PEARCE: Absolutely. Now, you do have an announcement on NBN that you can share with us this morning.

ROWLAND: Well, that's right. We were very pleased in the last couple of days to be able to announce that we have some one million premises across Australia that will be able to access full fibre for the NBN. Around areas like Swan Hill, Mildura, Horsham, this is around 17,000 premises, so they'll be able to upgrade to fibre access. Again, we know how important broadband is, it's not a nice to have, we're all expected to have connectivity now for everything from ecommerce to study to small businesses. Reliability, the better speeds and that quality, are really important. So, I think that this will make a really measurable difference to the quality of life of your listeners in those areas.

PEARCE: Do we know yet more specifically, where in those areas those upgrades will be? We've got Nichols Point, for example. It's only ten kilometres from the Mildura CBD. It's a very affluent suburb, but they still rely on satellite Internet.

ROWLAND: Well, certainly in some of those areas where NBN is available through the satellite, we have upgraded fixed wireless, which also goes to improving the satellite technologies, and we'll have more to say about that in the near future. But I do encourage your listeners again to visit the NBN website, they can register for updates, contact their retailer, and I think many people in these areas will welcome the better broadband that will be available under this.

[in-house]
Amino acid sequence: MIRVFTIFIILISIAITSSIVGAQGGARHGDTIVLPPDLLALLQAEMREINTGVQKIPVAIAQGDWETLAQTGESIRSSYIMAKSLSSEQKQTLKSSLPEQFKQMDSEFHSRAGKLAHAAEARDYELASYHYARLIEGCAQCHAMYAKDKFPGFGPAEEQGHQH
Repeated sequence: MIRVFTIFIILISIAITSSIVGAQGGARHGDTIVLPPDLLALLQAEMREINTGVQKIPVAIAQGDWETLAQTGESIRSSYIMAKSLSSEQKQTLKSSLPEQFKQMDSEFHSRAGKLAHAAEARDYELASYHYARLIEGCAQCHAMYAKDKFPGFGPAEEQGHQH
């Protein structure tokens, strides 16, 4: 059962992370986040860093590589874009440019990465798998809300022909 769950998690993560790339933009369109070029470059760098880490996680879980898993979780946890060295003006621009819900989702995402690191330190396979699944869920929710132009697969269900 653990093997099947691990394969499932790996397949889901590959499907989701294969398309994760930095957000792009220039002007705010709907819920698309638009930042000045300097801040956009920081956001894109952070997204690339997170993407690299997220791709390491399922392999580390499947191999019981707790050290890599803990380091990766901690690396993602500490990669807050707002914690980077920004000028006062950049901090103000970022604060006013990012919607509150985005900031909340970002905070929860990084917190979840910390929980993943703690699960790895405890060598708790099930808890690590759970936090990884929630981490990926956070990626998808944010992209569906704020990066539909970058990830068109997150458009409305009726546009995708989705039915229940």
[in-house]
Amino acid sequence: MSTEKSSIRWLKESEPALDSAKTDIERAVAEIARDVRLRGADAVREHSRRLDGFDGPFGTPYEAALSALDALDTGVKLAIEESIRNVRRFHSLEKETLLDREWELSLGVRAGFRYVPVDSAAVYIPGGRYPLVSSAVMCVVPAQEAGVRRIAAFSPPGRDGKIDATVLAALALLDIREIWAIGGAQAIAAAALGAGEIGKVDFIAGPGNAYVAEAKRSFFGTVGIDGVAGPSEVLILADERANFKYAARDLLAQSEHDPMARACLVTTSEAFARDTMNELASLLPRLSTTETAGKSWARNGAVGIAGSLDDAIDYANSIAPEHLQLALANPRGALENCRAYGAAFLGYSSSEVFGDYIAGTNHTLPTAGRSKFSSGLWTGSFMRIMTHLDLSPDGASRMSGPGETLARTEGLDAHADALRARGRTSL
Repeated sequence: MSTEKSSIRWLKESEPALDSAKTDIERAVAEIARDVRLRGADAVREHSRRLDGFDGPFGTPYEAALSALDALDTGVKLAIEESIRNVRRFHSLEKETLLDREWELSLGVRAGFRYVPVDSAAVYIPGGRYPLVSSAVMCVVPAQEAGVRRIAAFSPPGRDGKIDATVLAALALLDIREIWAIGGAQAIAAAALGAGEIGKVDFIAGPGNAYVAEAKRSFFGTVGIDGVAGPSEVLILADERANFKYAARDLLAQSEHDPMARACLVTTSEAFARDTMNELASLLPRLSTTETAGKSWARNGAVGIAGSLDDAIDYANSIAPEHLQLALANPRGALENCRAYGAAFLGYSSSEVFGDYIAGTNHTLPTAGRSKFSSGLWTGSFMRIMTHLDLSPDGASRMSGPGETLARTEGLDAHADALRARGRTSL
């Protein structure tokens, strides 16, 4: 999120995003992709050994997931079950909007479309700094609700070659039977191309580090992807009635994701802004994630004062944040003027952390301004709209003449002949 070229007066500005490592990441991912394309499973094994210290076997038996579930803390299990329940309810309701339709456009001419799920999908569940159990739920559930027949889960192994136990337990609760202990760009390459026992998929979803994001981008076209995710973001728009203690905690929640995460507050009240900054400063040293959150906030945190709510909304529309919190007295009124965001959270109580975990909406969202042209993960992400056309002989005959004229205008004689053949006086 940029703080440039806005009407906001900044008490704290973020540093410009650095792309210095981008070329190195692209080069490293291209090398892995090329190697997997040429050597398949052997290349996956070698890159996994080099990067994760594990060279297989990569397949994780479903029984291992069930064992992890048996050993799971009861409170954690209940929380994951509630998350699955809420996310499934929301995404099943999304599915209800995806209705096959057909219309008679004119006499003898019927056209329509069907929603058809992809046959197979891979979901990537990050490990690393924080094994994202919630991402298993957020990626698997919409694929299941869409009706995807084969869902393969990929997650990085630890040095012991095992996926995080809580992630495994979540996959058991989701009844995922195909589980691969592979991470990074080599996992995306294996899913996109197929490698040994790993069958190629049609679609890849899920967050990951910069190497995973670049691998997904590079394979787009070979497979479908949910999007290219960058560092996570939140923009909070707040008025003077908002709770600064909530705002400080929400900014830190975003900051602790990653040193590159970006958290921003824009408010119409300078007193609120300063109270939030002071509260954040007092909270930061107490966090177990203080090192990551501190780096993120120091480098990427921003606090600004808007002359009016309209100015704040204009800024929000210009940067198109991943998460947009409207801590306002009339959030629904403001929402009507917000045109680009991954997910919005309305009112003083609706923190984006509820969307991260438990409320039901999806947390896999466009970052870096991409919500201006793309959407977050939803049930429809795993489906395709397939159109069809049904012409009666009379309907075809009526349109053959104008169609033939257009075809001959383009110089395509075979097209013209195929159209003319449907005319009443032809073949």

PEARCE: Is your aim still for everyone in Australia to get fibre to the premises?

ROWLAND: It's always been the case that fibre would be the predominant technology, and we know that under the previous government there was a backflip from copper to fibre. We want to expand that fibre access. Australia, of course, has a very unique topography, which means that we do rely in some aspects on the fixed wireless and on the satellite networks for those areas where it's simply impossible from a technical perspective to roll out fibre. So, fibre has always been the aim of being the dominant technology for the NBN, but we certainly want to improve those other aspects of satellite and also fixed wireless technology. Our $480 million investment in improving the fixed wireless service will have some of those measurable impacts for your users.

PEARCE: It is twelve to nine. We've got the Minister for Communications, Michelle Rowland, with us. Minister, what's your final message to people in the Malley who are frustrated by mobile black spots?

ROWLAND: We recognise that this is a significant issue and that's why in our first budget we committed some $2.2 billion to improving regional connectivity and under our upgrades for the NBN, there's some 660,000 premises right across regional Australia that are going to benefit. But I think people should really be encouraged to be part of these programs, to get your voices heard, to get together and find out what sort of needs there are in the community, register for those updates and get ready to apply for these funding rounds. Because we know that it's only with that cooperation and community feedback that we're going to make a measurable difference to improving people's lives.

PEARCE: Minister we'll keep an eye on that. Thank you for your time this morning.

ROWLAND: My pleasure.